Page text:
Finally, as a bike racer, I have days where I need to ride for about an hour with my HR no more than 100bpm. With all the hills around my neighborhood, I often exceed my recovery parameters and have to take the boring flat roads to keep my HR low. Now on my "recovery" bike, I can ride into the hills, up the local mountain passes and never get my HR over 100 thanks to the extra power of the eBike. Now I get to visit all the high places in Colorado on my recovery days. As I tell other cyclists, Colorado is now totally flat!

    I really do think that e-bikes are going to change the landscape of cycling forever and Luna Cycles has been a huge help in that they provide the motors, battery, parts and experience necessary to transform an old Klein frame into a very, very fast e-bike.







    #2
    I'm an ex racer, too. Thanks for sharing. My gripe is after just four rides my fancy Luna charger died, and my fancy Bafang color display is dead, too. Love it when it works, but so far am very disappointed with reliability. I can fix anything on a normal bike myself, but when something goes on the Ebike it takes at least a few days of back and forth with Luna, then waiting for replacement parts to come in the mail. Very frustrating. I end up with a dead bike for at least five days.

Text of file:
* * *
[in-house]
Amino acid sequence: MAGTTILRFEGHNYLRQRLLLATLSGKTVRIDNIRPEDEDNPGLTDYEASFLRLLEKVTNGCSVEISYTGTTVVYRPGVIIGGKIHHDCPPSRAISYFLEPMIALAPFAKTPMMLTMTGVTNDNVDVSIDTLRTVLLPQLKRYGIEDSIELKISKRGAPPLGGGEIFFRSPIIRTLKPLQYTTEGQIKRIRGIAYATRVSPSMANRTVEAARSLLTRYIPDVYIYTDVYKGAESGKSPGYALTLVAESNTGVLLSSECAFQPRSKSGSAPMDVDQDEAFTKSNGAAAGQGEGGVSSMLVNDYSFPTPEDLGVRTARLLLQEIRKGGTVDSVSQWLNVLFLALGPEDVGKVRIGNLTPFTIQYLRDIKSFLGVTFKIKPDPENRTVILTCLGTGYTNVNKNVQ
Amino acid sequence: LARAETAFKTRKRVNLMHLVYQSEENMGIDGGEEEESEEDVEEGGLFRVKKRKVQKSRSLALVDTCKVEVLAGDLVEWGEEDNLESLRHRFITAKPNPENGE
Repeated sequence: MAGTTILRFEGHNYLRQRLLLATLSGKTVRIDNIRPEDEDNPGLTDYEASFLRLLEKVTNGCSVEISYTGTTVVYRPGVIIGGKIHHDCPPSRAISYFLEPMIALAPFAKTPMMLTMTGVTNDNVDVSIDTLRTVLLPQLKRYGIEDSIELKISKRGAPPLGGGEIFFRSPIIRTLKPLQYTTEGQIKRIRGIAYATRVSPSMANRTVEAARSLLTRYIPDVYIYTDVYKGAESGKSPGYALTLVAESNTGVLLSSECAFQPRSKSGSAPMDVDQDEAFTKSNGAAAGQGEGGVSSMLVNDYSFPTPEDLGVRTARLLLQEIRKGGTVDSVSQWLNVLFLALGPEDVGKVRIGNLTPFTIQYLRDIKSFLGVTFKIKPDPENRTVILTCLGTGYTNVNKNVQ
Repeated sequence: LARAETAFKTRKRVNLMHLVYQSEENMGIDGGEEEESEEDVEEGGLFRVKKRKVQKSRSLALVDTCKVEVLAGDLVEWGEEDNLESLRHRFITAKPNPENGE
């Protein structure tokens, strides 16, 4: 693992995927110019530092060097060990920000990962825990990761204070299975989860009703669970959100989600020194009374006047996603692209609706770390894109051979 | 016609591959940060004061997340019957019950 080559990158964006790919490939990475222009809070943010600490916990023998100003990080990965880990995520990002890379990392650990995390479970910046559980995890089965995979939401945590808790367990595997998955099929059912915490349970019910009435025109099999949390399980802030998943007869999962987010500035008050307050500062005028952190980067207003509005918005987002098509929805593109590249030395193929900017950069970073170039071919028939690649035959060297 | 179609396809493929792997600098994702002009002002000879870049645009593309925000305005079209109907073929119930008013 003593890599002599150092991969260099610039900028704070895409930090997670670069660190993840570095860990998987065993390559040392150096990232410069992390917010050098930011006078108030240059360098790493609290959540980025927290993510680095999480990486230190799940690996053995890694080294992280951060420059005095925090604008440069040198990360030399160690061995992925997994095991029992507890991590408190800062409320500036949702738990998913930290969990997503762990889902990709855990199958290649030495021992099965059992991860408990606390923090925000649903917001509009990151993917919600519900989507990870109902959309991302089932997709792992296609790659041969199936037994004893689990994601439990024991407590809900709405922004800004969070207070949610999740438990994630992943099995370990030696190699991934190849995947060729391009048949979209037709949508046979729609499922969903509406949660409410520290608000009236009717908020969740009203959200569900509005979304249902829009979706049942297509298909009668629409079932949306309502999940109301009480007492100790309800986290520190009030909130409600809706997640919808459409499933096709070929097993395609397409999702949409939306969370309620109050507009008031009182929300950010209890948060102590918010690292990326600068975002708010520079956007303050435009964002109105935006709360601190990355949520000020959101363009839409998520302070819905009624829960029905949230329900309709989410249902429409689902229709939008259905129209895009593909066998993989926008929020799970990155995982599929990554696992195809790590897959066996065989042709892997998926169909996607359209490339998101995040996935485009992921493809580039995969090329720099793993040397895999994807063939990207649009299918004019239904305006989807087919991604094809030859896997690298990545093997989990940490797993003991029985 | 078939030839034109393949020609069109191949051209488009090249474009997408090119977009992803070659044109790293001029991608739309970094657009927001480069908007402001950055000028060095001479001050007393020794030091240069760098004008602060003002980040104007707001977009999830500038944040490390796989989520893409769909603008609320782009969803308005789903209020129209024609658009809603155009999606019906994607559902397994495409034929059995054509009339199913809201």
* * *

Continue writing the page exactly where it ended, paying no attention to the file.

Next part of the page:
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      #3
      Chris, Sorry to hear that both your charger and display failed. So far I've had no failures with any of the e-bike gear besides programming issues. Luna has been right on top of any issues I've had with displays. I cannot say that for products I have ordered from China! So I would say, keep the faith in the e-bike marketplace (locally). There will be growing pains, but since I believe that this e-bike business will be huge over time, its sometimes a bit disconcerting be an early adopter, but fun to smoke all the locals at the same time. :-)

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        #4
        Great story. I live in San Francisco where you would expect ebikes everywhere. It was weird that nobody was catching on to it. However, just this year, i feel like it is starting to ramp up as word gets around. It is definitely still very much in its infancy.